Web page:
York City Council releases plan for disputed COVID-19 recovery money

Matt Enright
York Dispatch

York City Council released a plan Tuesday for the use of American Rescue Plan Act funding in the wake of last year's public dispute with Mayor Michael Helfrich.

Last year, the former council voted to strip more than $6 million in ARPA funding from Helfrich's budget, setting off a chain of events in which the mayor vetoed the budget only to have the council override that veto.

The council's plan — released in advance of Tuesday night's council meeting — prioritizes infrastructure needs, public safety and revenue replacement.

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"ARPA funding will help families get back on their feet, repair infrastructure, improve public safety, support local businesses, and so much more — the possibilities are enormous," Council President Sandie Walker said in a written statement.

Walker said in the release the recommendations were based on input from other council members, city staff and the public.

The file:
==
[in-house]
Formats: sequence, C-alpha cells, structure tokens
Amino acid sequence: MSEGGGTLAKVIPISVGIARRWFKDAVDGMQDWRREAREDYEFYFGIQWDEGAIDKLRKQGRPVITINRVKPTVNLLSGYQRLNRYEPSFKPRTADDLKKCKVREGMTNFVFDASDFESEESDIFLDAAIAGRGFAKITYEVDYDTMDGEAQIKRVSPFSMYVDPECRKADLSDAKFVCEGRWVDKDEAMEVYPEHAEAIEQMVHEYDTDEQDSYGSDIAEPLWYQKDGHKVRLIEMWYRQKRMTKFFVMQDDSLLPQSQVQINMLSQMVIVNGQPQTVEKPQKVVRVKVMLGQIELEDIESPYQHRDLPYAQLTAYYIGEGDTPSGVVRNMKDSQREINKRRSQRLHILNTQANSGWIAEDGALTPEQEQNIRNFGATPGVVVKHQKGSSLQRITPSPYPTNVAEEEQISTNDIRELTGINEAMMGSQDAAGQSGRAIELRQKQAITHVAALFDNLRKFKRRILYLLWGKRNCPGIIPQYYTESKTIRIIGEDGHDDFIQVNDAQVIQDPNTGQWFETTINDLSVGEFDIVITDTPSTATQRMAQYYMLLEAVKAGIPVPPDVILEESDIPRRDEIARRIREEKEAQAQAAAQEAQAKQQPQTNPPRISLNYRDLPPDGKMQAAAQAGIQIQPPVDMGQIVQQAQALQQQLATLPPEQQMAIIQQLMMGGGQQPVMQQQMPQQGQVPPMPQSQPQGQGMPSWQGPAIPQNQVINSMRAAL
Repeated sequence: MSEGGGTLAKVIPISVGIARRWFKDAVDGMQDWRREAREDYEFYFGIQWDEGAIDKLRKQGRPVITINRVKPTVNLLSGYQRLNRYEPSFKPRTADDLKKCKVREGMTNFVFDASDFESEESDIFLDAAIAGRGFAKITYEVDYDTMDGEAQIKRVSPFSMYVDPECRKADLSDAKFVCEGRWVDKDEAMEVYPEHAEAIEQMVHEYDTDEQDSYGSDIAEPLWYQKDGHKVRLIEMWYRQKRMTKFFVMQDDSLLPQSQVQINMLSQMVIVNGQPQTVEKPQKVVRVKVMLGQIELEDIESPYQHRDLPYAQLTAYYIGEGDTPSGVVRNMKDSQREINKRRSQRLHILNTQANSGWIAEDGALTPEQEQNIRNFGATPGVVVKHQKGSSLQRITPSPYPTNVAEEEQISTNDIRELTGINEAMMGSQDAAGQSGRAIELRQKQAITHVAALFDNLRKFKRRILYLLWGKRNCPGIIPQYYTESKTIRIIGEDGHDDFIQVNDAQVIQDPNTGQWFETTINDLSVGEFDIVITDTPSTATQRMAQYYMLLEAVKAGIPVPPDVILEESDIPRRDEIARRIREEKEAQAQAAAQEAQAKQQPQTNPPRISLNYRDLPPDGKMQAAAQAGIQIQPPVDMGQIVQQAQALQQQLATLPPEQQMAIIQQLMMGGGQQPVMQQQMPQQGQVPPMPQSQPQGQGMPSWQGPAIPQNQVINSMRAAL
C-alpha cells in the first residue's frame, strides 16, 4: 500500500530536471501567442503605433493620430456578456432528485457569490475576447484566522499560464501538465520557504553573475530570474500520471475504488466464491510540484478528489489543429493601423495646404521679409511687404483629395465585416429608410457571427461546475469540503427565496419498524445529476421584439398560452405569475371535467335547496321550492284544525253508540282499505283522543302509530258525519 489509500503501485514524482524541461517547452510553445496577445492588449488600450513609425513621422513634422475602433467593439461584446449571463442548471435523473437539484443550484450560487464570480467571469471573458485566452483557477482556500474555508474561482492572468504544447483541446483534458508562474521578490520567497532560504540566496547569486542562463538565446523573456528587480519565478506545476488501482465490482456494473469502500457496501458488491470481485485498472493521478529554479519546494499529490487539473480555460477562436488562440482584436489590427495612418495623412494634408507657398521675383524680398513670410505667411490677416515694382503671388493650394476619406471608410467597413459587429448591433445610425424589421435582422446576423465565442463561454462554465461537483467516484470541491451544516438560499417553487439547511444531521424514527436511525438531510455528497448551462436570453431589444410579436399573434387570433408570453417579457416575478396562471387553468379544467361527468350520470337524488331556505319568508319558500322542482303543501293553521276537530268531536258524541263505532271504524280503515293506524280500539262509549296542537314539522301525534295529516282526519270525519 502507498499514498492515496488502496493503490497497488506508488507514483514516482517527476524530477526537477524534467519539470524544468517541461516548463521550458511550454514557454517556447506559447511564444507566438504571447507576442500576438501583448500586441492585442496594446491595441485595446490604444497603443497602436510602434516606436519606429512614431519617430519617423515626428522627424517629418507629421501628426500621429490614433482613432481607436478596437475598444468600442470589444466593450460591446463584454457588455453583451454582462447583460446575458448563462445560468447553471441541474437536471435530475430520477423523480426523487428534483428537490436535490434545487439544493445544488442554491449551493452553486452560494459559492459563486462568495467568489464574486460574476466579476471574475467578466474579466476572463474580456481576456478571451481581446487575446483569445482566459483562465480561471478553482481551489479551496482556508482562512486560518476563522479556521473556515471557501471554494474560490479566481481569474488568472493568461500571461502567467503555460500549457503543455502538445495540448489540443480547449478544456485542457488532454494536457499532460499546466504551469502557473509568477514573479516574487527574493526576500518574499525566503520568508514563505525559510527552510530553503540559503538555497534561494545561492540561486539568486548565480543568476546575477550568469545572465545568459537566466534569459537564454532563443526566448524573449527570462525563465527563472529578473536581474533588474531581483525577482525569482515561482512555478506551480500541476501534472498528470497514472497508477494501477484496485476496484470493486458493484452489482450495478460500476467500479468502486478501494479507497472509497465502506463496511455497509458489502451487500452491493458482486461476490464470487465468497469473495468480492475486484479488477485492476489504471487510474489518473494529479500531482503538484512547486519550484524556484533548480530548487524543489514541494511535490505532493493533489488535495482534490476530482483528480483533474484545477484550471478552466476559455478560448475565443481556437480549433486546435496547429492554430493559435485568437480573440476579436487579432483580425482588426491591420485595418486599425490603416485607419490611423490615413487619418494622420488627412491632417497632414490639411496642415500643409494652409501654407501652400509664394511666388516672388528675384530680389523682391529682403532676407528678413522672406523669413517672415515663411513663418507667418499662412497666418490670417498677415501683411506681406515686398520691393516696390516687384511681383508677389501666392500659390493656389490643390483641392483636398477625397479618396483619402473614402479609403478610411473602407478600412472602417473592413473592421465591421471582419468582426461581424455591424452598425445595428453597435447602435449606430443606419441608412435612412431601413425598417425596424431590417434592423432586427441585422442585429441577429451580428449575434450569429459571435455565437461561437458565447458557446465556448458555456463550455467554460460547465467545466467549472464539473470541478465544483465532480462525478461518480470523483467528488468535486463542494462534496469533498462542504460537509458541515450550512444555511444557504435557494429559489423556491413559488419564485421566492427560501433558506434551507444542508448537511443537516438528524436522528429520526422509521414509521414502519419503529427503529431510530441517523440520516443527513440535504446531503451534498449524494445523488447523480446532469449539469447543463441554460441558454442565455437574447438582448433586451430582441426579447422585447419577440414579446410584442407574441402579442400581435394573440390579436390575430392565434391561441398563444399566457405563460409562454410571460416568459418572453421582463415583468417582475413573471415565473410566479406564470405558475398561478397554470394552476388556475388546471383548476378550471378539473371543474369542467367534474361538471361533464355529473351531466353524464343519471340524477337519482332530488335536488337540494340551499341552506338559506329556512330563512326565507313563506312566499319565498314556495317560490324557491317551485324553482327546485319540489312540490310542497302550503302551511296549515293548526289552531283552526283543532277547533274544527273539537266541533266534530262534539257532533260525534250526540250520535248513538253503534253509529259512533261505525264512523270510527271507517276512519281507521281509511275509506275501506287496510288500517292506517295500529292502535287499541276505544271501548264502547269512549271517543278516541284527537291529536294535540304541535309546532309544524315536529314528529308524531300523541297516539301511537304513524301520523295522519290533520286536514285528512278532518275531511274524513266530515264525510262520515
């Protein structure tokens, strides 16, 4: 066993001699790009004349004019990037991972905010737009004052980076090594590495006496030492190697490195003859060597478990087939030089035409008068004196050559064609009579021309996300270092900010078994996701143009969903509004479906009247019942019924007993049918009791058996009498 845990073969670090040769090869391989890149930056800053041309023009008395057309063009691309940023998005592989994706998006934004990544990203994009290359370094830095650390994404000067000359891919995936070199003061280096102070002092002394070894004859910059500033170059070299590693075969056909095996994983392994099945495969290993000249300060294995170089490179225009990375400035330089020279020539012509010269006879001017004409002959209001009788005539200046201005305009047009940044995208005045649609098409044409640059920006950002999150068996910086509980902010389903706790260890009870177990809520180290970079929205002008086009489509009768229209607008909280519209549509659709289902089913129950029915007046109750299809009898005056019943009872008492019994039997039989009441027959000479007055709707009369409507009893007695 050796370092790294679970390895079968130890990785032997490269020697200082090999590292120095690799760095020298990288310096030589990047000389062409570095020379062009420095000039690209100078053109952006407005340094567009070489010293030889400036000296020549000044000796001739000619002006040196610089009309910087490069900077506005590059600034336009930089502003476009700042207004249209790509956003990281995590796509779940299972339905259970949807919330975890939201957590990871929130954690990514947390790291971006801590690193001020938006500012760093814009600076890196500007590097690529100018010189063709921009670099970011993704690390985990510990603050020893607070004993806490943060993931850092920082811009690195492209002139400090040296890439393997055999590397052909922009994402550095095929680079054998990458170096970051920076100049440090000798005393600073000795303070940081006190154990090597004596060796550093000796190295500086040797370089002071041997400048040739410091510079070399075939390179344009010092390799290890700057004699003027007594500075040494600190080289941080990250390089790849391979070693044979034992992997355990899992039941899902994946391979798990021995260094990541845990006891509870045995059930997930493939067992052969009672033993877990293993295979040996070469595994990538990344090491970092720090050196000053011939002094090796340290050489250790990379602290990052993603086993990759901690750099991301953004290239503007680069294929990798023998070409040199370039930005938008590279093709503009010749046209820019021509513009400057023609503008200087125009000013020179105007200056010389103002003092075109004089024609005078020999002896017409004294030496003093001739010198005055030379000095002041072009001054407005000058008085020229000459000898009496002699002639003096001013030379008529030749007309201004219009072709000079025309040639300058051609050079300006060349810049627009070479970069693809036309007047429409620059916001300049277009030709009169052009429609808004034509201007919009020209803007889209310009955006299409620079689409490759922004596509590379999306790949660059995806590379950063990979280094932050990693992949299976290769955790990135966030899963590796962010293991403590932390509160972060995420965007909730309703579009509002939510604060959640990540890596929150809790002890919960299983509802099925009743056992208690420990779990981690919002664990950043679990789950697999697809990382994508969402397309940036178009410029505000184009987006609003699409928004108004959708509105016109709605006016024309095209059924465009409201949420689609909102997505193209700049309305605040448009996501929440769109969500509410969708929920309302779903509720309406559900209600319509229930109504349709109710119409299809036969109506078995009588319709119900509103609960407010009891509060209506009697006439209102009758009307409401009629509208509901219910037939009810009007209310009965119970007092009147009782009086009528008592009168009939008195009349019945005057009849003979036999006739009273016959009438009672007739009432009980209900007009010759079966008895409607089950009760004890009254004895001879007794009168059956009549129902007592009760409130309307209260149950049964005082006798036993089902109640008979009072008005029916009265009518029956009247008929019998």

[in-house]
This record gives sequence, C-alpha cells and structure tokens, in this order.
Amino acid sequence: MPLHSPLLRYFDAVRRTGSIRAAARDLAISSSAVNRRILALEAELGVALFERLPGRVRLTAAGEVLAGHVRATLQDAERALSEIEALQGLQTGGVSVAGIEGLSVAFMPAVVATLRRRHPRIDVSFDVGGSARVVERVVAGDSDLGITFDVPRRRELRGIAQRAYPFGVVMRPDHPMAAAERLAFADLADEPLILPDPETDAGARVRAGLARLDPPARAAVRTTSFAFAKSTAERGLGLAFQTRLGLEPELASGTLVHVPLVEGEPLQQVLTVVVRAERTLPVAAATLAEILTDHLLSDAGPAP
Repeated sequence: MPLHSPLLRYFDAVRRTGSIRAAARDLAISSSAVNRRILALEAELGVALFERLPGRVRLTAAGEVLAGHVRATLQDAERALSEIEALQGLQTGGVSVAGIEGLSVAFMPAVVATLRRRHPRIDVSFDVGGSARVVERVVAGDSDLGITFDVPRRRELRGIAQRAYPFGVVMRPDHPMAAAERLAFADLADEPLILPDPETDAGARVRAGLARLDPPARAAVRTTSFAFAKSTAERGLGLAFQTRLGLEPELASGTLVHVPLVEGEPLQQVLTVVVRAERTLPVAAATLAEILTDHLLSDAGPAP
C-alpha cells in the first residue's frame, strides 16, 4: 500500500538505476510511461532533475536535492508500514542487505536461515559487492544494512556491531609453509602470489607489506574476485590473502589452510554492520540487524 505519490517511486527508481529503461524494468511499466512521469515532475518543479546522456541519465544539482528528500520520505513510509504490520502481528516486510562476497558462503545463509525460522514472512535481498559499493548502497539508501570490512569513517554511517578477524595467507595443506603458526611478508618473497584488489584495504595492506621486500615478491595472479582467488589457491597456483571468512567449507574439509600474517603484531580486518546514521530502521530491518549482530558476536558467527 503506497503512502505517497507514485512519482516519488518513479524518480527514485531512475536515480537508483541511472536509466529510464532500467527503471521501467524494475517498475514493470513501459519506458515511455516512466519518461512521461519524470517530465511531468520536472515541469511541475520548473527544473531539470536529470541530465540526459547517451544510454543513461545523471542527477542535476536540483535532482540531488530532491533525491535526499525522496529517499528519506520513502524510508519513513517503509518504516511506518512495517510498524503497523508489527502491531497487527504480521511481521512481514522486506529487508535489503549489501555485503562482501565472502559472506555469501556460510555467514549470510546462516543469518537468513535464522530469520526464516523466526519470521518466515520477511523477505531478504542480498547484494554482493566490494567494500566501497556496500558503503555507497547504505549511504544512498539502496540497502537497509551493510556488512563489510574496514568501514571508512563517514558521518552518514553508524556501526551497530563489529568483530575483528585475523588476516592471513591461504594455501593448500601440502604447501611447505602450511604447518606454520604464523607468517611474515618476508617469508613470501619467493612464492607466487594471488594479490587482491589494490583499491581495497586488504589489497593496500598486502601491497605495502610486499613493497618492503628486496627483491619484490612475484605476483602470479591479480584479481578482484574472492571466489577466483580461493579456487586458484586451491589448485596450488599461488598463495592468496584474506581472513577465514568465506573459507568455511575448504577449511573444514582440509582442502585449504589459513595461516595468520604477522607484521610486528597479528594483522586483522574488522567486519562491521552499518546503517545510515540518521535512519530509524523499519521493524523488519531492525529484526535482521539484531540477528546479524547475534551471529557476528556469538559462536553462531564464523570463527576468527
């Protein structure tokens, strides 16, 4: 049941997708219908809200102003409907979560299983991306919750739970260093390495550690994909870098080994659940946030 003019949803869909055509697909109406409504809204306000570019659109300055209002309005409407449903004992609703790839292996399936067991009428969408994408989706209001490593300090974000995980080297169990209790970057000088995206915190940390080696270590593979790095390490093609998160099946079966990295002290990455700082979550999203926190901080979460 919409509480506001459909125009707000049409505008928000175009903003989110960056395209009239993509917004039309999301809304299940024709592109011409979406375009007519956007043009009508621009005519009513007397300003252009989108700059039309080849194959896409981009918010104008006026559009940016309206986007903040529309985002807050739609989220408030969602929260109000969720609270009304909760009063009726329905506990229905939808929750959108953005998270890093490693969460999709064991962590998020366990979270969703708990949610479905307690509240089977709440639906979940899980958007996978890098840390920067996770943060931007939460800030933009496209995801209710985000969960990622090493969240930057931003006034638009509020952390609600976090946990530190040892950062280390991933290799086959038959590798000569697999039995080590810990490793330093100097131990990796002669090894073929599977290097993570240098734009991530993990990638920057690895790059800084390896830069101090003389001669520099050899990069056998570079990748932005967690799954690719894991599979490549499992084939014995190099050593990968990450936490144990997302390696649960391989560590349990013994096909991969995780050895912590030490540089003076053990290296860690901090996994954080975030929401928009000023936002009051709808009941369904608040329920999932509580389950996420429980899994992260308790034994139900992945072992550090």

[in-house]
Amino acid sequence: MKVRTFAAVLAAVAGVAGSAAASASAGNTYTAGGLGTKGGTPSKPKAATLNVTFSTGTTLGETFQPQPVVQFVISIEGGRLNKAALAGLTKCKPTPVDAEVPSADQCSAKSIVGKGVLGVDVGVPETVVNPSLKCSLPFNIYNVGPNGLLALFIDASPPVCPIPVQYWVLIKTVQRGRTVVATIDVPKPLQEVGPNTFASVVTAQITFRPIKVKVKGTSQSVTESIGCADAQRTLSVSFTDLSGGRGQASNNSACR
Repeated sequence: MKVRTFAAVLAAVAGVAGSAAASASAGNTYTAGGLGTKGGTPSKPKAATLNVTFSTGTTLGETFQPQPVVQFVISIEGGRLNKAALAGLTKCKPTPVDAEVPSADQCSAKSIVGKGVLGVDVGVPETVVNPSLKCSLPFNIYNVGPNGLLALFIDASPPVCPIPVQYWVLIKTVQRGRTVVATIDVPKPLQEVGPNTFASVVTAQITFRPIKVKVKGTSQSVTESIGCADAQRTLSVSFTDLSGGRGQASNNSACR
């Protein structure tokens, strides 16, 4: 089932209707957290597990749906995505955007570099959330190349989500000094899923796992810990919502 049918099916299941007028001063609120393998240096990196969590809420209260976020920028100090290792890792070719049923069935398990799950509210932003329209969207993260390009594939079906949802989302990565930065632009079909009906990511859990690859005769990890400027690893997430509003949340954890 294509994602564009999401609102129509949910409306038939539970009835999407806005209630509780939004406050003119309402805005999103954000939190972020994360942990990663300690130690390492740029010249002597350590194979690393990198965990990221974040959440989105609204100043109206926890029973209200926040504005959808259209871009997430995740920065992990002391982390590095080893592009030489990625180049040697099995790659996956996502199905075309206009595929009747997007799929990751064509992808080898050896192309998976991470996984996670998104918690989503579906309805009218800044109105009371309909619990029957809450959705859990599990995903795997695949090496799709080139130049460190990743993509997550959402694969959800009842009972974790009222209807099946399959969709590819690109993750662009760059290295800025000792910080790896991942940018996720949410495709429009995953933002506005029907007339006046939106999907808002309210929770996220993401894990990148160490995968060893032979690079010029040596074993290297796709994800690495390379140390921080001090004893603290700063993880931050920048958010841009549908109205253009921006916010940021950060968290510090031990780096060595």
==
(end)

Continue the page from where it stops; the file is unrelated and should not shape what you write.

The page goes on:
York City Council President Henry Nixon, right, looks on as Vice President Sandie Walker speaks during a York City Council town hall meeting at Logos Academy in York City, Wednesday, Oct. 3, 2018. Dawn J. Sagert photo

Earlier on Tuesday, the council publicly raised questions about whether Helfrich took his oath of office too late to qualify as mayor, an indication of ongoing tension between the officials.

The city has $35.3 million in ARPA funding over two years. That money must be allocated by Dec. 31, 2024 and spent by Dec. 31, 2026.

Some highlights from the plan:

  • Approximately $9 million to city services and infrastructure, including $2,750,000 towards renovating the City Hall roof, $750,000 towards renovating the Laurel-Rex Fire House and $750,000 towards renovating Penn Market.
  • $3,500,000 towards the Codorus Creek Improvement Project, which includes the Codorus Greenway.
  • $200,000 towards healthcare, including the purchase of COVID-19 testing and vaccinations and substance abuse services.
  • $4 million towards real estate tax reduction and a homeowner relief initiative. That includes assisting homeowners in preventing mortgage delinquencies, defaults or foreclosures and loss of utility and home energy services.
  • $250,000 towards an ARPA Grant Manager/Administrator and Mediation Services. "This is a professional position working independently and with an interdepartmental team to perform community engagement, planning, design, contract/grant administration, reporting, and other project management tasks," the plan reads.

— Reach Matt Enright via email at menright@yorkdispatch.com or via Twitter at @Matthew_Enright. 

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